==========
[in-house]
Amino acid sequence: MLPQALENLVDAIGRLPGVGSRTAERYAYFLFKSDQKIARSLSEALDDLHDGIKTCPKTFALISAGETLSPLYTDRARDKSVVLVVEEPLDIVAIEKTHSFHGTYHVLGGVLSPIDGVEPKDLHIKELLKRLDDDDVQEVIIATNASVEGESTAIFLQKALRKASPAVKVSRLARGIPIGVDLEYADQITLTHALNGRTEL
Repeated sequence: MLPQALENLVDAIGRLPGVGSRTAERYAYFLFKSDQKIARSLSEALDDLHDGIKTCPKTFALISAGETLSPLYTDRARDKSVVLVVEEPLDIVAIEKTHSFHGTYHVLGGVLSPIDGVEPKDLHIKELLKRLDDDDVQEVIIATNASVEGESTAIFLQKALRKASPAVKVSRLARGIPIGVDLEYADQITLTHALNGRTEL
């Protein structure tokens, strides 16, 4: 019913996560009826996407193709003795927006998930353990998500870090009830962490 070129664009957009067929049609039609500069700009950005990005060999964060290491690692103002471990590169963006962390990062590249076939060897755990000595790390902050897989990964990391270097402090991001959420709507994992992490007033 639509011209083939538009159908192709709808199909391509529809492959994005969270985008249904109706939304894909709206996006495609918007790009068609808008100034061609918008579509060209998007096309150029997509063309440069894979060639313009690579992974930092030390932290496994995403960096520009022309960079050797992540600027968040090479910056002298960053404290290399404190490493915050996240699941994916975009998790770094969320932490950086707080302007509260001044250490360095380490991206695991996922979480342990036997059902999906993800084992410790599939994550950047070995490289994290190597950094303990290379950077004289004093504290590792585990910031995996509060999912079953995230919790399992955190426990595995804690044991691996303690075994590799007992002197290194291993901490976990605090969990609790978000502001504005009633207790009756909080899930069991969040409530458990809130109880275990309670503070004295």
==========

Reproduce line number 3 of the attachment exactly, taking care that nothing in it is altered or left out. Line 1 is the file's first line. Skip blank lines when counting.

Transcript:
Repeated sequence: MLPQALENLVDAIGRLPGVGSRTAERYAYFLFKSDQKIARSLSEALDDLHDGIKTCPKTFALISAGETLSPLYTDRARDKSVVLVVEEPLDIVAIEKTHSFHGTYHVLGGVLSPIDGVEPKDLHIKELLKRLDDDDVQEVIIATNASVEGESTAIFLQKALRKASPAVKVSRLARGIPIGVDLEYADQITLTHALNGRTEL